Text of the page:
Experts recommend that men drink roughly 16 cups of water each day (3.8 litres), while women should drink at least 12 cups daily (2.8 litres). There are many health benefits to staying properly hydrated including regulating body temperature, lubricating joints, preventing infections, increasing organ function, and also better quality sleep, cognition, and mood.

Just stay away from high-calorie, high-sugar drinks like sodas or artificially flavoured juices. Not only is the added sugar bad for our overall health, but you’re likely to be drinking less water because you are now “hydrating” with soda. If the flavour is what you’re after, add a lemon wedge or cucumber slice to your water for a refreshing kick to your H2O.

Action Plan: Drink 12-16 cups of water each day and leave the sugary drinks in the can. It helps to set “hydration alarms” on your phone––one around mid-morning and another around mid-afternoon––that’ll remind you to keep drinking water.

knife cutting vegetables

Adjust Your Diet Based on Your Body’s Needs

There is no shortage of information out there about the supposed nutritional benefits of various diets. But switch the search terms and you’re just as likely to find countless articles “exposing” these diets as unhealthy and potentially even harmful to your health.

So how can a person make sense of all this conflicting information? That’s simple: Listen to your own body.

Everybody has a unique genetic makeup that’s directly responsible for our metabolism, vitamin absorption, risk of obesity, taste, and more. For example, one person may love Brussels sprouts while someone else can’t stand them––all because of those two individuals’ differing genetic compositions. The same concept applies to our body types and can explain why certain diets work for some people, but not for others. The best source of information for finding the optimal diet for you is your own body––pay attention to it.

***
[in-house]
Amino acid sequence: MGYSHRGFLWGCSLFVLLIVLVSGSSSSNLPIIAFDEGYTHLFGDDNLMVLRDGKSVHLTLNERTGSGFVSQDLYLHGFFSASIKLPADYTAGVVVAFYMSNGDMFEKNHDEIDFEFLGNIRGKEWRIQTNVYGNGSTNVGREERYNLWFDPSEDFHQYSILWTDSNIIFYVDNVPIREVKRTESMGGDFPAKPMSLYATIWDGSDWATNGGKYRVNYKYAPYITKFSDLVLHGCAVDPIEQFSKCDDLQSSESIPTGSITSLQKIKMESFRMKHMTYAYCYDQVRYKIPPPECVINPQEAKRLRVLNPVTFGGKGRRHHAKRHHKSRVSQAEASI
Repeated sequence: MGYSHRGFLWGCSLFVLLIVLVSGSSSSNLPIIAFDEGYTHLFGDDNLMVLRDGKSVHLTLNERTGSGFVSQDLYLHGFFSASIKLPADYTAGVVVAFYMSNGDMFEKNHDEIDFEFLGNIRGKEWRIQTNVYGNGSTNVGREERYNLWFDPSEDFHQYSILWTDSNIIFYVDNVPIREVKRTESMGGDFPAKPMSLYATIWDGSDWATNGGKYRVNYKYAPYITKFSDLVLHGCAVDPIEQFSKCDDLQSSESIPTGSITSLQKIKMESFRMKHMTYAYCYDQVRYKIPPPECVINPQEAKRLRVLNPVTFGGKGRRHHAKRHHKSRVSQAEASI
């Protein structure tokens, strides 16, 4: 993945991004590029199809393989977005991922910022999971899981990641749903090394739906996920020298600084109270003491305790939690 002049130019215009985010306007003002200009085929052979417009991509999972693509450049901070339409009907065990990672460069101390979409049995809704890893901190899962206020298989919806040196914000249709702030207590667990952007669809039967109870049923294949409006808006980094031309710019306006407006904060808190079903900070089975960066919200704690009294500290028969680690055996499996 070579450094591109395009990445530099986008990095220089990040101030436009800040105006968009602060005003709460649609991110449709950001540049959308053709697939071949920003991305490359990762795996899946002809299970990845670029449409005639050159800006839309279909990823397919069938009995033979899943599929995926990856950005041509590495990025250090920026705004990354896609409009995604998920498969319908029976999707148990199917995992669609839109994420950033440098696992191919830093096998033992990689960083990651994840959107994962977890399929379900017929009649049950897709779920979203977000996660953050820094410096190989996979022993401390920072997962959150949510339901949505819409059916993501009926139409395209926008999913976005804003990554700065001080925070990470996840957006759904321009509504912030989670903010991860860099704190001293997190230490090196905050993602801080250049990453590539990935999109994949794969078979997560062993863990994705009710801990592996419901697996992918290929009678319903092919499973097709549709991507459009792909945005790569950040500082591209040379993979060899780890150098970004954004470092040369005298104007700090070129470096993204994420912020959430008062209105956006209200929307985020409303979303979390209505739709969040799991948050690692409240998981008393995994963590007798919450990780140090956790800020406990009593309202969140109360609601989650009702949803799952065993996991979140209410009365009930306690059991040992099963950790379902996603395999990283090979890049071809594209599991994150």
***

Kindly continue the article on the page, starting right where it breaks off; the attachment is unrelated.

If you do want to start following a set diet but aren’t sure where to start, the Mediterranean diet is a safe bet. Not only is it consistently recommended as one of the best diets for your overall health, but it adheres to rather basic principles of nutrition––a diet low in red meat, sugar and saturated fat, while high in produce, nuts and lean meat, such as seafood.

Action Plan: Begin paying closer attention to how your body reacts to certain foods and write them down. After a month, try to focus on eating more of the foods that your body responds well to, and reduce or eliminate foods that have a negative impact. When in doubt, try the Mediterranean diet.

If you’re serious about improving your health and reaping the benefits of more energy, improved cognition, stronger bones, better heart health, and even a reduced cancer risk––eating healthy is the first step. While the internet offers an overwhelming amount of information about eating healthy, don’t get caught up in complicated diets that aren’t sustainable. Instead, focus on following the basic principles of nutrition, eating highly nutritious and organic foods, staying hydrated and listening to your body. That’s the recipe for a lifetime of healthy eating.